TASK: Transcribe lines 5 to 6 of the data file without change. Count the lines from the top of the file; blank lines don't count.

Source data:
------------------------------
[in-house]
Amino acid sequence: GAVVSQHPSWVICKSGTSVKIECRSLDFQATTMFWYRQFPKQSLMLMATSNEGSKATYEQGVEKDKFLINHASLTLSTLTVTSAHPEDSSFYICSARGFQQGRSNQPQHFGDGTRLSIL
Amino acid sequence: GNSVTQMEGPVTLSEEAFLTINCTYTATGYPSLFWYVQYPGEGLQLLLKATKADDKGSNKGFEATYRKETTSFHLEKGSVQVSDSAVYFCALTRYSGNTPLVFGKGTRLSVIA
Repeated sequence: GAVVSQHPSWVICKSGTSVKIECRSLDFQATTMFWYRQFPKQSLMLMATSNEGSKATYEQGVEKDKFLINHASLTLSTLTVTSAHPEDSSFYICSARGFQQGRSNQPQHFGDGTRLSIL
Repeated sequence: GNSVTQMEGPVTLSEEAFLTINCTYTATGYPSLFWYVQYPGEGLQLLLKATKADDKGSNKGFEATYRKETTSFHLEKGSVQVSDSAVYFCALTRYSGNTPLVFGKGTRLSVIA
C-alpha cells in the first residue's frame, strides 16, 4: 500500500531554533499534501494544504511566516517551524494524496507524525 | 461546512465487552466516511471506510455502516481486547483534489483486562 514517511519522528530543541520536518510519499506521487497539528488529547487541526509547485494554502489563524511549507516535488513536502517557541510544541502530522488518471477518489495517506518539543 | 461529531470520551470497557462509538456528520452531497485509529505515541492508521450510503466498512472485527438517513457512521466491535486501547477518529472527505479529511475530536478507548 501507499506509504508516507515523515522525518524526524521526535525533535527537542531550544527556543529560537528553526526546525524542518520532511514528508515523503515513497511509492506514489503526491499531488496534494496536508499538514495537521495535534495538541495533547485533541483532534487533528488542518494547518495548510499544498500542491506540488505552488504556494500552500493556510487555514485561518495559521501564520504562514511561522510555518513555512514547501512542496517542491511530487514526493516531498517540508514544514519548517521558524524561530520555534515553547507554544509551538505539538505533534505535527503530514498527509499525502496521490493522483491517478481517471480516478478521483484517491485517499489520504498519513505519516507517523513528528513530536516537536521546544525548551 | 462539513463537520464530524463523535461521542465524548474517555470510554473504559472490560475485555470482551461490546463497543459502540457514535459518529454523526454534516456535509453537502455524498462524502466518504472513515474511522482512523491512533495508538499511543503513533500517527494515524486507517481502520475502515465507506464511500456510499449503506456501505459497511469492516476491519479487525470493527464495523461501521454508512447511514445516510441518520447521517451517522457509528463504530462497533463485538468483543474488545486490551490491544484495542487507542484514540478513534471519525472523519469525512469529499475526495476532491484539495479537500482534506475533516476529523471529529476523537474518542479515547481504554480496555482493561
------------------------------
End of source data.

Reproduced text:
Repeated sequence: GNSVTQMEGPVTLSEEAFLTINCTYTATGYPSLFWYVQYPGEGLQLLLKATKADDKGSNKGFEATYRKETTSFHLEKGSVQVSDSAVYFCALTRYSGNTPLVFGKGTRLSVIA
C-alpha cells in the first residue's frame, strides 16, 4: 500500500531554533499534501494544504511566516517551524494524496507524525 | 461546512465487552466516511471506510455502516481486547483534489483486562 514517511519522528530543541520536518510519499506521487497539528488529547487541526509547485494554502489563524511549507516535488513536502517557541510544541502530522488518471477518489495517506518539543 | 461529531470520551470497557462509538456528520452531497485509529505515541492508521450510503466498512472485527438517513457512521466491535486501547477518529472527505479529511475530536478507548 501507499506509504508516507515523515522525518524526524521526535525533535527537542531550544527556543529560537528553526526546525524542518520532511514528508515523503515513497511509492506514489503526491499531488496534494496536508499538514495537521495535534495538541495533547485533541483532534487533528488542518494547518495548510499544498500542491506540488505552488504556494500552500493556510487555514485561518495559521501564520504562514511561522510555518513555512514547501512542496517542491511530487514526493516531498517540508514544514519548517521558524524561530520555534515553547507554544509551538505539538505533534505535527503530514498527509499525502496521490493522483491517478481517471480516478478521483484517491485517499489520504498519513505519516507517523513528528513530536516537536521546544525548551 | 462539513463537520464530524463523535461521542465524548474517555470510554473504559472490560475485555470482551461490546463497543459502540457514535459518529454523526454534516456535509453537502455524498462524502466518504472513515474511522482512523491512533495508538499511543503513533500517527494515524486507517481502520475502515465507506464511500456510499449503506456501505459497511469492516476491519479487525470493527464495523461501521454508512447511514445516510441518520447521517451517522457509528463504530462497533463485538468483543474488545486490551490491544484495542487507542484514540478513534471519525472523519469525512469529499475526495476532491484539495479537500482534506475533516476529523471529529476523537474518542479515547481504554480496555482493561